In the beginning, there were no Fellows, only a peripatetic Director, who wandered about the university trying to find faculty to join him in what no doubt appeared to be a quixotic undertaking. The first page of the Center’s annual report in 1988 featured this cartoon:
It did feel then as if ethics was marginalized. Not moral philosophy, to be sure, but definitely practical ethics. There were few courses for undergraduates, no opportunities for graduate students to pursue the subject together, no permanent faculty specializing in ethics in most of the professional schools, and only modest and temporary funding extracted one year at time from the Deans.
The Program in Ethics and the Professions, as it was then called, was the first major interfaculty initiative at a university that notoriously resisted all efforts to bring the faculties together (“every tub on its own bottom” seemed an article of faith). The early years therefore posed as much an institutional as intellectual challenge. (For the history of the institution-building, see the case study by Esther Scott.) A more general history of the Center can be found here.
Fortunately, some of Harvard’s most respected faculty agreed to enlist in the movement to bring practical ethics to Harvard and beyond. Martha Minow, Tim Scanlon and Michael Sandel joined the Center’s Faculty Committee and stayed the course for the next two decades. John Rawls, Amartya Sen, and Kenneth Ryan were among our most active senior fellows from the start. It helped that Rawls told colleagues and students that he thought some of the most interesting discussions in the university were taking place in the Program’s after-dinner seminars, which he attended regularly.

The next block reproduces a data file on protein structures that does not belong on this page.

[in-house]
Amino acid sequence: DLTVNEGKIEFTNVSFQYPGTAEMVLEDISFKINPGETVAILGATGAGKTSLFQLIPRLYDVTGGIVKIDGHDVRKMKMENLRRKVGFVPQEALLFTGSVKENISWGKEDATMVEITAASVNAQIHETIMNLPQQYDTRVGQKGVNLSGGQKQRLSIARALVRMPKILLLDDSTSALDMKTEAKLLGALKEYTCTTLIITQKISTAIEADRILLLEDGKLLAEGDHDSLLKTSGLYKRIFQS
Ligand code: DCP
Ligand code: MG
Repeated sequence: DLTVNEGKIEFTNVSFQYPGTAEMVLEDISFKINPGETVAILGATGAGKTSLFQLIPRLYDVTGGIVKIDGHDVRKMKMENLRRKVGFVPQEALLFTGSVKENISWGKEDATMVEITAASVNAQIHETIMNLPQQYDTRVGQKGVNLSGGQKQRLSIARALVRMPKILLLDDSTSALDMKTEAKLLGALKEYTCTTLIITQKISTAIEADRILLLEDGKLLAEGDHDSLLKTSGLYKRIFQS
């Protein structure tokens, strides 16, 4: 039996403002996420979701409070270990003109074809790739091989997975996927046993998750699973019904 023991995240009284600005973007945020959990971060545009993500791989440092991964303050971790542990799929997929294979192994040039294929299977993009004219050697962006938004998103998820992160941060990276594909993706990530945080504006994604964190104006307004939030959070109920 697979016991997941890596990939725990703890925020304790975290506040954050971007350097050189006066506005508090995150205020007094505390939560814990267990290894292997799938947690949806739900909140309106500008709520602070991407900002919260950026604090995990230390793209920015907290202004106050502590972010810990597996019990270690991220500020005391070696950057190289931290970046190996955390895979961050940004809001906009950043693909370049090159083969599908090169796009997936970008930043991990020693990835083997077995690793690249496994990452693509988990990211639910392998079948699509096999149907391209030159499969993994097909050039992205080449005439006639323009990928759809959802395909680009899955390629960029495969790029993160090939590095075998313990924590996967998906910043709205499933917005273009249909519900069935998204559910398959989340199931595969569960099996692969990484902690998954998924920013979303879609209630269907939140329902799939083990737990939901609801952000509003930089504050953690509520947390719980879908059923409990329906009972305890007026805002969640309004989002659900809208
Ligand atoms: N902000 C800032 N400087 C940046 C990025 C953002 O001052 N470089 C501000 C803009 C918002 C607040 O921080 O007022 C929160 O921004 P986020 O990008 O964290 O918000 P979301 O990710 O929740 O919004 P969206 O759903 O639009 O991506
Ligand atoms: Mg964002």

Soon we had our first class of Fellows, small in size though not in talent. Arthur Applbaum stayed on to create the splendidly successful graduate fellowship program, and at the same time developed a new required ethics course at the Kennedy School. Zeke Emanuel returned briefly to direct the graduate seminar, but then went on to establish the widely respected and influential bioethics program at the National Institutes of Health.
“Professional” in our Program’s name captured one of the important parts of our mission in the early years. A chief aim was to develop the capabilities of faculty to teach and write about ethics in the professional schools. The Program sought to overcome the barriers between abstract philosophy and concrete practice by bringing theoretically inclined scholars together with practically minded educators. In a year-long weekly seminar and many other activities, they learned from each other, and in many cases collaborated with each other on research and teaching. The Director and other faculty learned too, every year. The annual reports from those years give an indication of the content of the work, and sense of their experiences.